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Creating a Map

00:00 Now that you know more about what Folium is, let’s use it to make a map.

00:06 In this course, you’ll create Folium maps from within a Jupyter Notebook. This allows you to immediately display your maps in your notebook. You can make Folium maps with Python scripts instead.

00:18 You would just need to save and then open each map in a browser to interact with it. You’ll learn how to save Folium maps at the end of this lesson. Once you’ve installed Folium, you can use its codebase by running import folium.

00:33 And now to make your first map, just type folium.Map(). Amazingly, Folium has already provided you with an interactive map of the world. You can zoom in by clicking the + (plus) button and out with the - (minus) button.

00:50 You can explore different regions by dragging the map with your mouse, and you’ll likely also be able to zoom in and out by scrolling with your mouse. And notice how more details appear as you zoom in further and further.

01:05 You’ll be able to see bodies of water, landmarks, parks, and even some buildings. Folium also allows you to update the entire look and feel of your map by selecting from various different web tile options.

01:19 But before exploring these options in Python code, in case you’re not familiar with them, what exactly is a web map tile? A web tile represents one specific geographic area, and web tiles can be raster images or collections of vector data.

01:37 While each tile represents a specific location, web maps can combine tiles together to represent larger regions. This allows applications to run faster and smoother since only the relevant tiles associated with what the user is currently viewing need to be loaded.

01:56 Furthermore, when a user pans across the map, many of the relevant tiles will remain the same and will have been loaded already. Collections of web tiles may be styled with various themes.

02:10 For example, your map can appear in black and white or appear like a watercolor painting. Let’s go back to our Jupyter Notebook and explore some Folium web tile options.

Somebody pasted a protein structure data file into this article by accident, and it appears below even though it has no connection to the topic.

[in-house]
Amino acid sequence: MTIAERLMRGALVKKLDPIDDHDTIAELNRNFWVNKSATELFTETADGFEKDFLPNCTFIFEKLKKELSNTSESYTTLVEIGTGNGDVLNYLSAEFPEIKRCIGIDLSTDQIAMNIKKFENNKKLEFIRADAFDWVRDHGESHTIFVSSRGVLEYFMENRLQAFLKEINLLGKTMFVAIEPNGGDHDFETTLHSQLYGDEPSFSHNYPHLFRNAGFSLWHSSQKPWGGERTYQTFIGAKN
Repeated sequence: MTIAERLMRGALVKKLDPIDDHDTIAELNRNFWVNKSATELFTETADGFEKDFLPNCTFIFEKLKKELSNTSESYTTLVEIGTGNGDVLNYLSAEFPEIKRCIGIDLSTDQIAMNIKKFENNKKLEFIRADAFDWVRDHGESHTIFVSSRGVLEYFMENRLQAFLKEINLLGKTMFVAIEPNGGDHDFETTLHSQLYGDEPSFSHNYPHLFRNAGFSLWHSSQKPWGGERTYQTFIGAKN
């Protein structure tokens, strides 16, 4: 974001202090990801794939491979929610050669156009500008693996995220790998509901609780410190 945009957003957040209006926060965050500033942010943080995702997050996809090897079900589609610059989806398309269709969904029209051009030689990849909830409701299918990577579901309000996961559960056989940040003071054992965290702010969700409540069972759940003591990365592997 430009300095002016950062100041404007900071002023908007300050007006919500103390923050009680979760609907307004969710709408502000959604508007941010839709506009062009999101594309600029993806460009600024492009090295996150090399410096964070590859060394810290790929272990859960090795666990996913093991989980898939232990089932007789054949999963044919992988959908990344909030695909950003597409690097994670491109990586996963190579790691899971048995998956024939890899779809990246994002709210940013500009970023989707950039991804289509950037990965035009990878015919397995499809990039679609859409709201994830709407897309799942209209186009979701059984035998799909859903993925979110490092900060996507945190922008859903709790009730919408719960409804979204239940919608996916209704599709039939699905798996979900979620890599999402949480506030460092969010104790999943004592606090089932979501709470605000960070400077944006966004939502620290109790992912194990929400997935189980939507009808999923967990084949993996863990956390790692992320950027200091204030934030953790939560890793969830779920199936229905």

02:22 Folium comes with web tiles created by OpenStreetMap, Stamen, and CartoDB. You’ve seen the default OpenStreetMap tiles so far, so how can you switch to one of the other styles?

02:34 Just pass the name of your selection to the tiles option. Within your map command, write tiles = and then the string "Stamen Watercolor".

02:48 This switches to Stamen’s watercolor tiles. Now you’ll see a dramatically different-looking map, but once again, this map is interactive. You can zoom in and out and pan to different parts of the world.

03:03 There are more tile options built into Folium, or you can even pass a Leaflet-style URL to a custom tile set if you’d prefer. So let’s try one more built-in choice.

03:14 Here’s "CartoDB positron". This positron-based map provides geospatial context but is otherwise quite minimal. It was specifically designed so that you can showcase your own data on top of it, so you’ll be using it to make a choropleth later on in this course.

03:34 Once you’ve made a map with Folium, you can save it as an HTML file and later render it as a website. First, let’s save this positron map as the Python variable base_map. base_map is a Folium map object, and this variable now contains your entire Folium map.

03:57 You can use the .save() method on the base_map object to save your map as an HTML. Just supply your filename, which should end in .html.

04:09 Let’s call this basemap.html. And running this command saves our map as an HTML in our current working directory. If you execute !ls, this runs the Bash list command from within your Jupyter Notebook and lists out all of the files in your current directory.

04:31 You should see that basemap.html has been saved.

04:36 And if you open it up, a new tab with your positron map will appear in your browser, and you can continue interacting with it. Nice job.

04:49 Coming up next, you’ll use options to adjust the starting properties of your Folium map, including the geographic location and zoom level, so that you can focus on a specific region of the world.

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